- · As noted above, the qualified expenses under 529 plans will include elementary and high school education of up to $10,000 per year. Will this undermine the intent of existing matrimonial settlement agreements that may have provided funding or confirmed balances in 529 plans for college which might now be dissipated for earlier education expense contrary to the parties’ intent? The governing agreements should be reviewed to ascertain whether the agreement specified college only expenses be paid from an acknowledged 529 plan and whether that would suffice to restrict the ex-spouse account owner from using funds earlier.
House Proposed Tax Cuts and Jobs Act: Impact on Estate Planning and Ancillary Planning Areas
By Martin M. Shenkman, Esq. and Joy Matak, JD, LLM
Since the election of Donald J. Trump as President, there has been intense buzz among estate tax planning professionals wondering whether and when the new Administration and the Republican controlled House and Senate might eliminate the federal estate tax. On November 2, 2017, the House Ways and Means Committee issued H.R.1 called “Tax Cuts and Jobs Act.” The proposed bill itself is about 430 pages, and the summary about 82 pages. The provisions appear to affect almost every aspect of tax, estate and other planning, far more than what anyone anticipated. While there has certainly not been adequate time to even make a cursory review of the proposal, there seem to be significant proposed changes, some never previously discussed, that require immediate action by practitioners just in case they are enacted. Other provisions may not require current action, but at least might warrant consideration.
No doubt some of the comments in this article will be outdated quickly by new changes proposed. Nonetheless it seems worthwhile to review and analyze the current provisions to properly guide clients now, and understand the trajectory tax reform is taking.
Comprehensive, But Still Just a Proposal
The Proposal just rolled out by the House Ways and Means Committee is still subject to reconciliation and will likely face revisions before it lands on the President’s desk for signature. However, regardless of the many possible flaws of the Act noted in this article (and there are likely myriads of others), given the Republican majorities in both houses of Congress, some form of the current GOP Tax Plan might well be signed into law.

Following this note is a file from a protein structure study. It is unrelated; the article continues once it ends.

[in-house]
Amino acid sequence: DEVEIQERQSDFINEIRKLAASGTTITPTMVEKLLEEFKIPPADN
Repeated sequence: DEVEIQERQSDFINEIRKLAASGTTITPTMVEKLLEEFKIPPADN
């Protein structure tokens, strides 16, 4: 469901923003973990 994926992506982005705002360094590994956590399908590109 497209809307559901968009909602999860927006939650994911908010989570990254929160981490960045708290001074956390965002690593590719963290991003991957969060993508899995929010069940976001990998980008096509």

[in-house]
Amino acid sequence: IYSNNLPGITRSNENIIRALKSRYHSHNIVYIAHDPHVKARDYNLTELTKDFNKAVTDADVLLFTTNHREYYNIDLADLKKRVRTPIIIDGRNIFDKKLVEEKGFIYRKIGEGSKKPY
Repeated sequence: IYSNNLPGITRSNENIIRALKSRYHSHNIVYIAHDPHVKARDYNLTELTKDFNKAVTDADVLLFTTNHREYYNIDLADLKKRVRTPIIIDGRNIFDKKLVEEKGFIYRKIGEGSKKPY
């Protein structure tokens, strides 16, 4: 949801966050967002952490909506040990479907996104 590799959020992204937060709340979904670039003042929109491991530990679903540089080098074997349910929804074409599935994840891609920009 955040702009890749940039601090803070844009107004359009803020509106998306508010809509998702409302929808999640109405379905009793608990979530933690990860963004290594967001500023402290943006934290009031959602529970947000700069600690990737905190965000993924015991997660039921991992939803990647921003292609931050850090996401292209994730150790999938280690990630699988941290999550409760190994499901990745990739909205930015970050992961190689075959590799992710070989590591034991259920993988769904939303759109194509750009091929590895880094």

Nonetheless, since the Republicans have a slim 52-seat majority in the Senate, the permanence of any such plan is very much in question because of the so-called Byrd provision which requires 60 votes (a filibuster-proof majority) to enact any law beyond 10 years. Further, since the GOP Tax Plan doesn’t provide for full repeal of the estate tax until 2024 – after the next presidential election – there is a possibility that a new administration will replace the law before full repeal.
In short, there may be a limited window to take advantage of the significant transfer tax planning opportunities presented by this GOP Tax Plan. The non-transfer tax provisions in the Act raise a myriad of other issues, which, given the limited time to evaluate them, are noted later in this article.
Will the Act Achieve Simplification?
While the stated goal is tax simplification and lower taxes, it is not clear that either goal is fully achieved. While eliminating deductions and raising the standard deduction will clearly simplify tax planning and tax return preparation for large numbers of taxpayers, simplification will certainly not be achieved for many. The new rules on pass through entities appear to be incredibly complex, creating new concepts and planning implications. These rules might have a significant impact on how closely held business entities are structured, perhaps even when people choose to retire.
As another example, the elimination of the tax deduction for alimony for the payor on new divorce agreements, as well as not including alimony as income to the payee, appears on the surface to simplify tax planning and compliance. But does it in the broader sense achieve simplification? By changing the fundamental tax implications of divorce agreements that have been in force for a very long time, will this really achieve simplification or will it create complexity and potential problems for matrimonial practitioners and the many taxpayers who divorce each year? Will it create new issues that everyone must digest and evaluate on how property settlement components of a divorce need to be negotiated relative to alimony payments? How will judges synthesize the new dynamics when handling matrimonial cases?
Will the Act Cut Taxes?